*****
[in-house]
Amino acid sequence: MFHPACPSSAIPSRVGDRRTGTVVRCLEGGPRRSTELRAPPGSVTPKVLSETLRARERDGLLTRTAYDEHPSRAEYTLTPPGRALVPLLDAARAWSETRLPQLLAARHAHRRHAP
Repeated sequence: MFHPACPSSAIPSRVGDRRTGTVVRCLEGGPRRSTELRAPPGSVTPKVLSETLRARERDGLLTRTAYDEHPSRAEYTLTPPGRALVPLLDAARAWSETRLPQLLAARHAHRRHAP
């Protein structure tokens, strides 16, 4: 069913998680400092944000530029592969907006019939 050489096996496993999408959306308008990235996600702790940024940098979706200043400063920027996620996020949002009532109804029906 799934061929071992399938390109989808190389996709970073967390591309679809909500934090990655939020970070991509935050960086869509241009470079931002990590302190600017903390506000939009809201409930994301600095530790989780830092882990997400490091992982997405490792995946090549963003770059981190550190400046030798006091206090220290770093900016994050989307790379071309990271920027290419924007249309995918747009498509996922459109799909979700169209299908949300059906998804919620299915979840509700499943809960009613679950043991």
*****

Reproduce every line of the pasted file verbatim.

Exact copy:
[in-house]
Amino acid sequence: MFHPACPSSAIPSRVGDRRTGTVVRCLEGGPRRSTELRAPPGSVTPKVLSETLRARERDGLLTRTAYDEHPSRAEYTLTPPGRALVPLLDAARAWSETRLPQLLAARHAHRRHAP
Repeated sequence: MFHPACPSSAIPSRVGDRRTGTVVRCLEGGPRRSTELRAPPGSVTPKVLSETLRARERDGLLTRTAYDEHPSRAEYTLTPPGRALVPLLDAARAWSETRLPQLLAARHAHRRHAP
């Protein structure tokens, strides 16, 4: 069913998680400092944000530029592969907006019939 050489096996496993999408959306308008990235996600702790940024940098979706200043400063920027996620996020949002009532109804029906 799934061929071992399938390109989808190389996709970073967390591309679809909500934090990655939020970070991509935050960086869509241009470079931002990590302190600017903390506000939009809201409930994301600095530790989780830092882990997400490091992982997405490792995946090549963003770059981190550190400046030798006091206090220290770093900016994050989307790379071309990271920027290419924007249309995918747009498509996922459109799909979700169209299908949300059906998804919620299915979840509700499943809960009613679950043991």